To suggest that knowing Nixon's secrets would be to know Nixon himself is over-stating the case in two ways: first, the historical record is necessarily incomplete and grows ever more fragmentary each day; second, Nixon was not the only person in the world who ever lied to consolidate power. Anyone requiring proof of this should consider President Clinton's own cynical fusion of PC nonsense and moral affectation. Thus are Tricky Dick and Slick Willie inextricably linked in the "arrogance of power."
As the Nixon tapes become more readily available to the cultures of presidential punditry, pop-psychology and a second generation of conspiracy theorists, the metaphor of an essential American degeneracy encoded among 2,765 hours of bureaucratic twaddle is a highly specialized perversity to be sure, but not a harbinger of the plague. Then White House Chief of Staff H.R. Haldeman's prosaic view of the tape question seems, in retrospect, closer to the plain truth than the fantastical pronouncements of the Watergate Hearings:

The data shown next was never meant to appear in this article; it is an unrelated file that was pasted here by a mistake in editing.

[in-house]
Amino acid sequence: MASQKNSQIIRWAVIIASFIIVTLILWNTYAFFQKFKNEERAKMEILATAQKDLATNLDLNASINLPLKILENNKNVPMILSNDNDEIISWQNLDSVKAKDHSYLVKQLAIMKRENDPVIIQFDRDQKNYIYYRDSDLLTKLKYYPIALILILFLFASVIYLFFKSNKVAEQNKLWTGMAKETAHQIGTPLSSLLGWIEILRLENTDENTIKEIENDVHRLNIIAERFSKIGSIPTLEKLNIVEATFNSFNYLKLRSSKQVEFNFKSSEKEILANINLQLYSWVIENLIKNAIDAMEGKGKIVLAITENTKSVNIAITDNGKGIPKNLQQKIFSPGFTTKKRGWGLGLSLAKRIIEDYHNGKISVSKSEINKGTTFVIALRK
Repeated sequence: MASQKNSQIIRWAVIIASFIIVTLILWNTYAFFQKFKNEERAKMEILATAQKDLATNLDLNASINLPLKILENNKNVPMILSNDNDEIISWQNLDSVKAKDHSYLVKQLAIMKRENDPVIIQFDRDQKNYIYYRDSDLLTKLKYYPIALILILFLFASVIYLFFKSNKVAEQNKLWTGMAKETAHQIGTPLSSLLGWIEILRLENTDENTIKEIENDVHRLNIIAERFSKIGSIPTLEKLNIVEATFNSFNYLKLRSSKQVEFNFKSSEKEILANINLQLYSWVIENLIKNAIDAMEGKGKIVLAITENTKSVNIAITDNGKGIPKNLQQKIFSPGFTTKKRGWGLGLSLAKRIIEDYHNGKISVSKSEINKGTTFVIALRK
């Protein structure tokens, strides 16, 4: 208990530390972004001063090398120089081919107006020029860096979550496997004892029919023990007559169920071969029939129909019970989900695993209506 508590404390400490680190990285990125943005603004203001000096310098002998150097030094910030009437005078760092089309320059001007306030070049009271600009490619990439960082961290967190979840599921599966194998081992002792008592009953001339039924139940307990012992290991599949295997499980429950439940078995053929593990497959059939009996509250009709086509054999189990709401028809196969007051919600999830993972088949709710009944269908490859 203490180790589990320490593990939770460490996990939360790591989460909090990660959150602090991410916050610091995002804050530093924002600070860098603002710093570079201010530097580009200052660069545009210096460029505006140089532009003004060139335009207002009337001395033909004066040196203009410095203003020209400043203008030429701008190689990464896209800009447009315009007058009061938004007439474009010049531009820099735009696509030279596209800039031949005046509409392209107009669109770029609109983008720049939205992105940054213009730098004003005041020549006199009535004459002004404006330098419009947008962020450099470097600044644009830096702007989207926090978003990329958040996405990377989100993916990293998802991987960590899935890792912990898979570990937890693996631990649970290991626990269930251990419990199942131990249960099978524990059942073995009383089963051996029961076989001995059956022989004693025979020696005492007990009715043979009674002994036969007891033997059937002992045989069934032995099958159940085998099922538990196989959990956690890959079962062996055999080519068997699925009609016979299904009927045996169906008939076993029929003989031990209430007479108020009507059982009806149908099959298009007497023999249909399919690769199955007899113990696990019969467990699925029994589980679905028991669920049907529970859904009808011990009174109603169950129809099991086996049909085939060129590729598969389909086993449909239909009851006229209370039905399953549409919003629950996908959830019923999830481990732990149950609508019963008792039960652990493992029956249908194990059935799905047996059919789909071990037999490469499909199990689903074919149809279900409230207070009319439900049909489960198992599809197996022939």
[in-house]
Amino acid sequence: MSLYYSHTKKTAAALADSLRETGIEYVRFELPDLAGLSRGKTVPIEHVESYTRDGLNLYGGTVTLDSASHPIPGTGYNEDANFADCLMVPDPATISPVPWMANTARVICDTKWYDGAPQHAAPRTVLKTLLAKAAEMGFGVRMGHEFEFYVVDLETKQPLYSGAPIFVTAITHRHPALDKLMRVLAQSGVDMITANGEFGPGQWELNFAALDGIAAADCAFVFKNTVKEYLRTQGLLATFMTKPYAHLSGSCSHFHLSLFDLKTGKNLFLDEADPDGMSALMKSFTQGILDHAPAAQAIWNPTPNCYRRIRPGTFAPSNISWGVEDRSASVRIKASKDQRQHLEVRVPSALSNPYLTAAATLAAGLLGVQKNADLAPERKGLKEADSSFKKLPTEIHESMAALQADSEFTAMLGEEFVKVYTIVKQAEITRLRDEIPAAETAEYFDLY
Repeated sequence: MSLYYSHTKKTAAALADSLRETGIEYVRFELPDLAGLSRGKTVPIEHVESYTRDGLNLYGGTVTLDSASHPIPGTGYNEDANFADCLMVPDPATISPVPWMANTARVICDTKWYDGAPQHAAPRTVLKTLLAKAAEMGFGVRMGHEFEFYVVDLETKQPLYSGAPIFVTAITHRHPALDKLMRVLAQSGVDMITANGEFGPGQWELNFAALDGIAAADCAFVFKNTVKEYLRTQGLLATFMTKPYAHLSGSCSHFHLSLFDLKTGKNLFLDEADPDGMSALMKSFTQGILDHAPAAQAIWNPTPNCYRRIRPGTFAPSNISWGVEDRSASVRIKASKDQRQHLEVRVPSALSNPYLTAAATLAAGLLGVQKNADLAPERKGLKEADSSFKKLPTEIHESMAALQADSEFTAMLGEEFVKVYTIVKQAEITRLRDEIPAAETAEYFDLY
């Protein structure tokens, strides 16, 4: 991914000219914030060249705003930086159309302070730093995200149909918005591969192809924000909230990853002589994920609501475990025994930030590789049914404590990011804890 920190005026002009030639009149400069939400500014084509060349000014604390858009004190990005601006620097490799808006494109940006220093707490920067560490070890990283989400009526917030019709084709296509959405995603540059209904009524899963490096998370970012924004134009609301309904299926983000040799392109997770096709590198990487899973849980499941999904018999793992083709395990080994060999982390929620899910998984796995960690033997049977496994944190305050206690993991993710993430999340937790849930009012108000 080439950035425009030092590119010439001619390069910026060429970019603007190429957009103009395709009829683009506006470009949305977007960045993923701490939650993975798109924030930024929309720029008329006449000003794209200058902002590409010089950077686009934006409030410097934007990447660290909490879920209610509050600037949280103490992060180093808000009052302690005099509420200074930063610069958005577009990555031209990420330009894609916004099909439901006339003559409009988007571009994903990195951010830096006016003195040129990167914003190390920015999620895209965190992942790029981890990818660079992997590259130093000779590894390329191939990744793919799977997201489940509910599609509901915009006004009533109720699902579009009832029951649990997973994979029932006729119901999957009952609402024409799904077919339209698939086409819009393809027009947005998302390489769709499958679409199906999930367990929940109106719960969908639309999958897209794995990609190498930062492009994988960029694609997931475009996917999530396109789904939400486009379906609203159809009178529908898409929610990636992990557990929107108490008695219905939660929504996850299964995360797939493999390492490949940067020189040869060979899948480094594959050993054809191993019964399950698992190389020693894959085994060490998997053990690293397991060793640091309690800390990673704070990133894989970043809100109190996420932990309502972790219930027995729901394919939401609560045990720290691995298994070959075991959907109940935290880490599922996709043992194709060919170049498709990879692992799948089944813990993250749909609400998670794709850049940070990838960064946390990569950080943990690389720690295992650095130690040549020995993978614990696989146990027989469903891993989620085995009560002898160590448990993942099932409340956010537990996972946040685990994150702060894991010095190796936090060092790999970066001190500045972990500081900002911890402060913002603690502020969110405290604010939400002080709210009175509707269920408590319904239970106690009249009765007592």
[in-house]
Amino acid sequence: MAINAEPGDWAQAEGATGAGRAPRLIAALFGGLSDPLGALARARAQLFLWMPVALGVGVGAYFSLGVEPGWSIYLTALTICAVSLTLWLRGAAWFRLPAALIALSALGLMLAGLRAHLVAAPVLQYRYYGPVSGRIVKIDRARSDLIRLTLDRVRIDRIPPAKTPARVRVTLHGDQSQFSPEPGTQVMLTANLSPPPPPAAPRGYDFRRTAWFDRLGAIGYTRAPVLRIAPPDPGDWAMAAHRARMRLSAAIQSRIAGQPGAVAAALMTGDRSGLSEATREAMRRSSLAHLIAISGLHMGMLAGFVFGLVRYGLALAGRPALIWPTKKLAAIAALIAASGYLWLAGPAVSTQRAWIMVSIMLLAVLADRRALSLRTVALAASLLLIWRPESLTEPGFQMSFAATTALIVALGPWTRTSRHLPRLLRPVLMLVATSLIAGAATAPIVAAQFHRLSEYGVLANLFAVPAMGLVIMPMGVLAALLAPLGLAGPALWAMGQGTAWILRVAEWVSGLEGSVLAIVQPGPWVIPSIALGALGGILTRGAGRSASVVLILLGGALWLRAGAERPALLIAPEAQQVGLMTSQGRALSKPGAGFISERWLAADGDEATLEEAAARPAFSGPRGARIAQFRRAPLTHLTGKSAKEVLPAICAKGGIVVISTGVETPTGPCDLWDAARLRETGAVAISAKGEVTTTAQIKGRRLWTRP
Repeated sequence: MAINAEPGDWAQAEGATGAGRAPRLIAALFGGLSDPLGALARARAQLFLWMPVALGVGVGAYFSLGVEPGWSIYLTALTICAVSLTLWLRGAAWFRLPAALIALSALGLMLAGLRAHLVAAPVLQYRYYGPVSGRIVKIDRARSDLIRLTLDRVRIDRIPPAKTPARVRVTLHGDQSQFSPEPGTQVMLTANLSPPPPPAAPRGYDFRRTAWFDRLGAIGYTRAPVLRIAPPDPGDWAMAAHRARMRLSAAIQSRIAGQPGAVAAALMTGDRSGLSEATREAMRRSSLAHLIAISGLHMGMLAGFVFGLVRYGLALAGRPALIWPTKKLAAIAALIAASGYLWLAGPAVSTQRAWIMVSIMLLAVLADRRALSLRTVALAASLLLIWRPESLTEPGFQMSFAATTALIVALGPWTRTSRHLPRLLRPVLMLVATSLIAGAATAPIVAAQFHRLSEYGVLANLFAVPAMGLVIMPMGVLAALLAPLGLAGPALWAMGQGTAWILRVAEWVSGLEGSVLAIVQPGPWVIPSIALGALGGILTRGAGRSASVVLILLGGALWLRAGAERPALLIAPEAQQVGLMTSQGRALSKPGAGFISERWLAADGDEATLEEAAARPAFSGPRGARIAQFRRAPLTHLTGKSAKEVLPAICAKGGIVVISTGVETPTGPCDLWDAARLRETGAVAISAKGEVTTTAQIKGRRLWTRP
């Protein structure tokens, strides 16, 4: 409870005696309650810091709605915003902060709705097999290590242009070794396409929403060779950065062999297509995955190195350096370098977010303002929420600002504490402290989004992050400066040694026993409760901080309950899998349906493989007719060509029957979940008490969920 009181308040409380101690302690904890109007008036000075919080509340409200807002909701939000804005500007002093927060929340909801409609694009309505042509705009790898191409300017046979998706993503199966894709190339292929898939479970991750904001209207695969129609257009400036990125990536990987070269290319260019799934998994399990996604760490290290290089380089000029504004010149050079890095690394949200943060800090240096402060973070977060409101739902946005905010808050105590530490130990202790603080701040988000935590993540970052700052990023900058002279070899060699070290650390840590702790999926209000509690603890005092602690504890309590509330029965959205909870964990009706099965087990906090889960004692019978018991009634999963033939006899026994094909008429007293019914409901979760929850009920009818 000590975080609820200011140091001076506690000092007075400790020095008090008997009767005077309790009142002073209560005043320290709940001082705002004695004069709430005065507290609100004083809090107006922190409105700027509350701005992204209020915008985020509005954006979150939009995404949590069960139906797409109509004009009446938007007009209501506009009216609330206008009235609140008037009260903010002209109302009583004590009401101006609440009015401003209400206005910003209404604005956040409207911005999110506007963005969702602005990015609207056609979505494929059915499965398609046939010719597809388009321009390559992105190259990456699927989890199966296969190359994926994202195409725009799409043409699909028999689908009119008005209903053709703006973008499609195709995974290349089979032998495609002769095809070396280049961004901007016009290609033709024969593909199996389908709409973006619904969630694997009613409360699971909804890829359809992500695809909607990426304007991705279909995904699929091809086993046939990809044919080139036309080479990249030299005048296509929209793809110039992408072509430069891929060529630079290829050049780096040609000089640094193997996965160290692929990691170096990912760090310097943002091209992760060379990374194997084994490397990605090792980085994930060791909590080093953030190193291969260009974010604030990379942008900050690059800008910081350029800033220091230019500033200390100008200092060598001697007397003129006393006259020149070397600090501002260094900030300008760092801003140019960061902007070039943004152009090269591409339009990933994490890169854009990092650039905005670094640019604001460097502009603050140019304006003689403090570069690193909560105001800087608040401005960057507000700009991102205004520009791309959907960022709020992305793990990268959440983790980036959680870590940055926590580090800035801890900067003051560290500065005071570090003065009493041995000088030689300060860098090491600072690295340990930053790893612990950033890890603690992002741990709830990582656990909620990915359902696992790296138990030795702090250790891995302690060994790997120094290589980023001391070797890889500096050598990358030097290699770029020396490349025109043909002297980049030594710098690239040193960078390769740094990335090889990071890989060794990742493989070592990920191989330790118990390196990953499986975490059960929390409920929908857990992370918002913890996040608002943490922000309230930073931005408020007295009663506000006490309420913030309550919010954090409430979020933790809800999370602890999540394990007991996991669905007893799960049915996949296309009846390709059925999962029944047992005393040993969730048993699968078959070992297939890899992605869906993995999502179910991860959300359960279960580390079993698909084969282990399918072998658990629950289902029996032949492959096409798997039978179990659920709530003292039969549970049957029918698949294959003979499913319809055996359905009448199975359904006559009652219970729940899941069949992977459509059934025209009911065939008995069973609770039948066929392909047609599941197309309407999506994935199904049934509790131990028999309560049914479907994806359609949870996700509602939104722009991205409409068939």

"Imagine your own feeling if you were to open your Monday morning paper and find that someone had taped all the conversations in your home over the weekend -- then selected the very worst segments and printed them in the paper. That's just about what happened to us."
And that's just about enough to indict Summers for writing a great book with immodest ambitions and 26 years of accumulated hysteria, confusion, deception and horror. Withal, one can credit Summers for assembling, from the mélange of fact and speculation and paranoia, a provocative version of the Nixon story; for indeed, Nixon, like the prototypical American, is properly understood not as a person, but a narrative with a secret ending.